1832 – Marriage of Jane STILWELL & John WEBSTER - I certify that John WEBSTER of Sydney, bachelor, aged 33, & Jane JONES/STILWELL, also of Sydney, widow, aged 37, were married in this town by banns with consent of those concerned. 30 March 1832, by John Dunmore Lang, Pres. Chaplain. [Signed John Webster & mark of Jane] - in the presence of W.H. Alway & Isaac Dole. (Source: NSW Parish Church Records V1832-232-Vol 23A)
1834, 20 February - “Memorials Nos. 33, 34, 35, 36, 37, 38, 39, 40, 41, 42, 43, 44. 45, 46, 47, 48, 49, 50, 51. Register, No. 1. The Commissioners for hearing and determining upon Claims to Grants of Land within the Colony of New South Wales, under the Act of the Governor and Council, 4th Wm. IV. No. 9, do hereby give Notice that the following Claims have been filed with their Secretary ; To wit
44.-By John Webster, resident in Market-street West, in the township of Sydney, parish of St. Andrew, and county of Cumberland, in said colony, dealer,-to an allotment of land, described as follows : situate in Kent-street, in the township of Sydney, and parish of St. Andrew, bounded on the north by the premises of Capper Pass 132 feet, on the east by Kent street 60 feet, on the south by the premises of William Harper 132 feet, and on the west by the premises of J. H. Potts 60 feet.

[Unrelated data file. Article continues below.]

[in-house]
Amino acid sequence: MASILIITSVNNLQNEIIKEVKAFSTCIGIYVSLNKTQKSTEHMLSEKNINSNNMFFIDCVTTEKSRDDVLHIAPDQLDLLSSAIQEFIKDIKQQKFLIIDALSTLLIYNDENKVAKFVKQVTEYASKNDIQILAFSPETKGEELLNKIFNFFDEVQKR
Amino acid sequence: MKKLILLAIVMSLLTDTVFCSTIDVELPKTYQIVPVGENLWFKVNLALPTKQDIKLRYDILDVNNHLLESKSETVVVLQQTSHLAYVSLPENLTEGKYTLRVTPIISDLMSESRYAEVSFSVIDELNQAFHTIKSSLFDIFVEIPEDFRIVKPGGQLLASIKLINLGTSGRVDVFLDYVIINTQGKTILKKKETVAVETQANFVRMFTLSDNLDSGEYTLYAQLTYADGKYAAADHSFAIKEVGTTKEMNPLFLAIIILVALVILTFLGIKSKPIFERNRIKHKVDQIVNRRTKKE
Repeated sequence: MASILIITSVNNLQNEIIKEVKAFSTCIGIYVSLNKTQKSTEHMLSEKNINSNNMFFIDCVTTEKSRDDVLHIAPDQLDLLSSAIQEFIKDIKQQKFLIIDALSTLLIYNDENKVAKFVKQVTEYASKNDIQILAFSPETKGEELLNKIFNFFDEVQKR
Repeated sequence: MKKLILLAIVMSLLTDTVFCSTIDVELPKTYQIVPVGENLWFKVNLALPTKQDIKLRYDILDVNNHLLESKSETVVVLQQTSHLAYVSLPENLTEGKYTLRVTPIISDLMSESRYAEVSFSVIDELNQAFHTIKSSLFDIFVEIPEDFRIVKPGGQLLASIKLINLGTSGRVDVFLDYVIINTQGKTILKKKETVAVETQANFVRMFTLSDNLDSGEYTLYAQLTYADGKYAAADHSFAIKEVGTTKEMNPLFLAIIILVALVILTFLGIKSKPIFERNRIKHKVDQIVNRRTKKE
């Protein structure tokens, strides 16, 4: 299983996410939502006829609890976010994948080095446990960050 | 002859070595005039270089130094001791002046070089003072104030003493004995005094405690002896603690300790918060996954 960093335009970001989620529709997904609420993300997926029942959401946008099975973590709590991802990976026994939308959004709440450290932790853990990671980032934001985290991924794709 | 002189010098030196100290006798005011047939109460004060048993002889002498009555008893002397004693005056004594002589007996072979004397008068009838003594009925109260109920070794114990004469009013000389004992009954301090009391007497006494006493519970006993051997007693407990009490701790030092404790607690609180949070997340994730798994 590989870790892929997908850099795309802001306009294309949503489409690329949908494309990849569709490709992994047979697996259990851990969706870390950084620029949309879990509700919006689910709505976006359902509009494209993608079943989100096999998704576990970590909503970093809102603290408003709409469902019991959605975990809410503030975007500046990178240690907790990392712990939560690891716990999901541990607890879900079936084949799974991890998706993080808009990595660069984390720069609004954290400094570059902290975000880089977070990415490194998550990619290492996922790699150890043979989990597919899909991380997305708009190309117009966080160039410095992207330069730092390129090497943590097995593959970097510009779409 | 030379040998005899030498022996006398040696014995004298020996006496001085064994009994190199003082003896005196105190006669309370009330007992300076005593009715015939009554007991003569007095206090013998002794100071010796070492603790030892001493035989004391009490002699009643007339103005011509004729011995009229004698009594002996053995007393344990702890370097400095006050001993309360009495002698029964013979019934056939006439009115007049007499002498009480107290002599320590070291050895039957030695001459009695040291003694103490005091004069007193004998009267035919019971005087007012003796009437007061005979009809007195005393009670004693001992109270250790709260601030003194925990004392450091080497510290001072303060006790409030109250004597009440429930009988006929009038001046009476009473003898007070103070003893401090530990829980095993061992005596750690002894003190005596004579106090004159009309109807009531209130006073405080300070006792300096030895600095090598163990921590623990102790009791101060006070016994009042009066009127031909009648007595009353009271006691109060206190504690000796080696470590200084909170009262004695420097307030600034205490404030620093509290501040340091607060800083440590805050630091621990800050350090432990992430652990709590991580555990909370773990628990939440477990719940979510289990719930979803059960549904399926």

45.-By John Webster, resident in Market-street West, the township of Sydney, parish of St. Andrew, and county of Cumberland in said colony, dealer, to an allotment of land, described as follows : situate on the east side of Clarence-street in the, township of Sydney, and the parish of St. Phillip, bounded on the south by premises formerly in the possession of Mrs. Tomigan, and subsequently of one Butler, on the west by premises belonging to Henry Lyndon, on the north by other premises of the said Henry Lyndon, and on the east by Clarence street.
46.-By John Webster, resident in Market-street in the township of Sydney, parish of St. Andrew, and county of Cumberland, in said colony, dealer- to an allotment of land, described as follows: situate on the west side of Sussex-street, in the township of Sydney, and parish of St. Phillip, known as No. 8 in said street, bounded on the east by Sussex-street, on the west by a new street, on the north by the premises of Ireland, and on the south by the premises of Gregory Board.” (Source: SMH 20 February 1834, p3, also SRNSW Court of Claims Records re Land, Reel 1420; Case #44-46; X13) [Note: Is this correct John Webster?]